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Congressman, Ambassador to the United Nations, Mayor of Atlanta
Andrew Jackson Young, Jr. was born into a middle class family in New Orleans, Louisiana, on March 12, 1932. He received his Bachelor of Science degree in biology from Howard University in 1951, after which he attended the Hartford Seminary Foundation. After being ordained into the ministry, he spent a few years as a pastor in rural Georgia before joining the New York City staff of the National Council of Churches, in 1957.
In 1961, Young moved to Atlanta, Georgia, where he joined the Southern Christian Leadership Conference, organized by Martin Luther King, Jr. As an active participant in King's civil rights movement, he marched with King in Albany, Birmingham, Selma, St. Augustine, and Chicago, and was very active in registering blacks to vote and then getting them to the polls. He was also active in the movement against the Vietnam War and in the Poor People's Campaign of 1968, and was present when King was assassinated in Memphis, Tennessee, on April 4, 1968.
In 1972, Jackson became the first black to be elected to the U.S. House of Representatives from a Southern state since Reconstruction; he was subsequently re-elected twice. While in the House, Young served on the Banking Committee, and later on the Rules Committee. He was instrumental in passing Urban Mass Transit legislation, and worked with the Department of Transportation and Atlanta Mayor Maynard Jackson to relocate the new Hartsfield International Airport.
As a U.S. Congressman from Georgia, Young had frequent dealings with Governor Jimmy Carter, who, upon being elected President named Young as the U.S. Ambassador the United Nations. Between 1977 and 1979, Ambassador Young established the United States as a staunch defender of human rights and opponent of apartheid in South Africa. But in 1979, Jackson caused controversy when he privately met with a representative of the Palestine Liberation Organization, which at the time was against federal policy, and was forced to resign.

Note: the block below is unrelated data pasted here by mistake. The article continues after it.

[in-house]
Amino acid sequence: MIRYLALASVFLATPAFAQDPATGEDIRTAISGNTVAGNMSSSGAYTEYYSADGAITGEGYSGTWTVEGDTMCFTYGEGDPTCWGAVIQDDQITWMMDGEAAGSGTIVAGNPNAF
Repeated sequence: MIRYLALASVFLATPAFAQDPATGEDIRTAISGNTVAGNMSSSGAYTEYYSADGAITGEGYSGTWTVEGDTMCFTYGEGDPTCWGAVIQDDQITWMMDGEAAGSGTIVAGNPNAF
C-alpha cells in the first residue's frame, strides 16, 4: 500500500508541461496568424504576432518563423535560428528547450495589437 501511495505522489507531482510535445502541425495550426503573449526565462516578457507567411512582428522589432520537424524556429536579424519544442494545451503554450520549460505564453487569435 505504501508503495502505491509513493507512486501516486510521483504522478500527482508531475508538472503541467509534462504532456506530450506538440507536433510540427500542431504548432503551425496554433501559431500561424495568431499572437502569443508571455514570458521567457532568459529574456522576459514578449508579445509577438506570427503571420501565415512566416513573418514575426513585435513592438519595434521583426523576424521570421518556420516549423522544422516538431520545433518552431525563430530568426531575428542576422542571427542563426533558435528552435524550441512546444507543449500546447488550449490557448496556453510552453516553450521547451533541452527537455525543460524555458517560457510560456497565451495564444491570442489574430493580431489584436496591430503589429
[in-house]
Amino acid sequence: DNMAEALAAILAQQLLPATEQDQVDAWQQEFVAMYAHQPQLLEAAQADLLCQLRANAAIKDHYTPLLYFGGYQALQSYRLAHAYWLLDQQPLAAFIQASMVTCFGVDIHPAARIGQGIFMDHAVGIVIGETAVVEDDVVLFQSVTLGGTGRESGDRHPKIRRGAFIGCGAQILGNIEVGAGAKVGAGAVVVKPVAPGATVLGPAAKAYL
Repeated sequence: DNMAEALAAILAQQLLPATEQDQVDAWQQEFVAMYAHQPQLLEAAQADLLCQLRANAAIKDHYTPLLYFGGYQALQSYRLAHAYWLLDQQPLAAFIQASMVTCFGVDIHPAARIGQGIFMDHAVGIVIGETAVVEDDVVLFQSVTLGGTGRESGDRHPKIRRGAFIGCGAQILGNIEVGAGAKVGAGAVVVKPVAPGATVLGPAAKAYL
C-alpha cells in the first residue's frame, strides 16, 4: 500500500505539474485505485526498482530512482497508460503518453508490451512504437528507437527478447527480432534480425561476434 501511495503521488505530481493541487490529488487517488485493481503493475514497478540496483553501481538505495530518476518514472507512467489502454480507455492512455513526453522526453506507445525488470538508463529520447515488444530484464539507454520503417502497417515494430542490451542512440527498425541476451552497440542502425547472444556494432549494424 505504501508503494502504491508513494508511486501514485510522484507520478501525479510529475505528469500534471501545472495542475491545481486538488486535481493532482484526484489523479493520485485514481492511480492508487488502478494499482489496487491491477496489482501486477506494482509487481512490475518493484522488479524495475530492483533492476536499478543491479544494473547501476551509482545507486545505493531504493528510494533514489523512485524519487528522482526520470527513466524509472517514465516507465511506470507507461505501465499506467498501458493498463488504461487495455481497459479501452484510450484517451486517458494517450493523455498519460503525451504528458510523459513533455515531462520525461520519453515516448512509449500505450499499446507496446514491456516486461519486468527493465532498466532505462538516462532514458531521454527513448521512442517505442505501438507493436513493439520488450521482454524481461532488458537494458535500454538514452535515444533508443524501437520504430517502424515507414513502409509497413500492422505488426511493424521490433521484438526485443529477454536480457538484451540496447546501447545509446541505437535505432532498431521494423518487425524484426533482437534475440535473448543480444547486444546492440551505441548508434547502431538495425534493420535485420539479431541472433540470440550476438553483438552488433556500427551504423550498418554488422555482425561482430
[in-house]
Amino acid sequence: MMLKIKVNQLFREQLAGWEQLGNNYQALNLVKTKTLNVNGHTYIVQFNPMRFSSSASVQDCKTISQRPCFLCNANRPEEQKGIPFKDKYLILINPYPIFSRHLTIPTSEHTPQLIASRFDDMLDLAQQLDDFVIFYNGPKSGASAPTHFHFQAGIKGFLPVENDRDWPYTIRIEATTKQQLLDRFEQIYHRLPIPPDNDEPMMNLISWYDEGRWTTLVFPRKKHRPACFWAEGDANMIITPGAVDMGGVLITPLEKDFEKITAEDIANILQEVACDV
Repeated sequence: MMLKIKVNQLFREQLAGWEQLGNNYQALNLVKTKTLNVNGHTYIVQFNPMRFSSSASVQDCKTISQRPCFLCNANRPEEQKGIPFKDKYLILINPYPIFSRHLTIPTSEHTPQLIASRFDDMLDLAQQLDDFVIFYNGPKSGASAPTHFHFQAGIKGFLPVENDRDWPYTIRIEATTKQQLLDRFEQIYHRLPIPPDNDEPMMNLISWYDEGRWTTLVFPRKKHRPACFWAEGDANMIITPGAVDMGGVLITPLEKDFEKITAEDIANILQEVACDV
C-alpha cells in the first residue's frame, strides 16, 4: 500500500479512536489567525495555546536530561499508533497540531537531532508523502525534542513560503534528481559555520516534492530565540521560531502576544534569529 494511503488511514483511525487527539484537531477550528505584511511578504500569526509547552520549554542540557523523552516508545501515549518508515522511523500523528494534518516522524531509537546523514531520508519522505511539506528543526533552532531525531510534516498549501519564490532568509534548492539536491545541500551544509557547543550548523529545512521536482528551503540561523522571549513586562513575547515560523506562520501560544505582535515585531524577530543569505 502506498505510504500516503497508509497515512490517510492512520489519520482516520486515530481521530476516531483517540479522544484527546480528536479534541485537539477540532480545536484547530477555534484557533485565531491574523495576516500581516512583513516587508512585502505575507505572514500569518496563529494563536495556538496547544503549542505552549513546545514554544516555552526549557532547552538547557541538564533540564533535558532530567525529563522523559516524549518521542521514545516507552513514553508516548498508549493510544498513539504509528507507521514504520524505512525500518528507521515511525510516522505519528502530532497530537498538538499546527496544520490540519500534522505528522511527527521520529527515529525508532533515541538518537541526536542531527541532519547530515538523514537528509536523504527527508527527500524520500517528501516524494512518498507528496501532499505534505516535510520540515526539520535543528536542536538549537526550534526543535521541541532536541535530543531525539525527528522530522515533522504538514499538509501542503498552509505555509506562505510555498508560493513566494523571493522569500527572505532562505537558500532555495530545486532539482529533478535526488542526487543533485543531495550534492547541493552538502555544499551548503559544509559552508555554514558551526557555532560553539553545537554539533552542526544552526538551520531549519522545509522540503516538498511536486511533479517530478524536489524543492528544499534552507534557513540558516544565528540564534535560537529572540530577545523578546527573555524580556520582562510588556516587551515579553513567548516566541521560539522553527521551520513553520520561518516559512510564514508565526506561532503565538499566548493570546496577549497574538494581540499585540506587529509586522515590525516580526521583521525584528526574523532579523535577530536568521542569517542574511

As Mayor of Atlanta from 1981 to 1989, Young worked to make Atlanta a center of international commerce, and during the course of his term over seventy billion dollars poured into the metropolitan area economy. In 1988, Young agreed to back an effort to bring the Centennial Olympic Games to Atlanta. That effort was rewarded when, on September 19, 1990, the International Olympic Committee awarded the games to Atlanta.
Young left the political spotlight after an unsuccessful bid for the Democratic nomination to be Governor of Georgia in 1990. In 1994, President Bill Clinton appointed him chairman of the Southern Africa Enterprise Development Fund, a $100 million privately managed fund to provide equity to businesses in 11 countries. In 1996, he served as co-chairman of the Centennial Olympic Games, and from 2000 to 2001 he served as president of the National Council of Churches, USA.
Andrew Young still lives in Atlanta, where he is currently chairman of GoodWorks International, a specialty consulting group that provides strategic services to corporations and governments operating in the global economy. He also serves as a Public Affairs Professor of Policy Studies at Georgia State University's Andrew Young School of Policy Studies. In addition to these duties, Young is also a member of the boards of directors of numerous businesses and organizations.
Young is the author of two books -- A Way Out of No Way: The Spiritual Memoirs of Andrew Young (1994) and An Easy Burden: The Civil Rights Movement and the Transformation of America (1996).
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This page was last updated on July 15, 2018.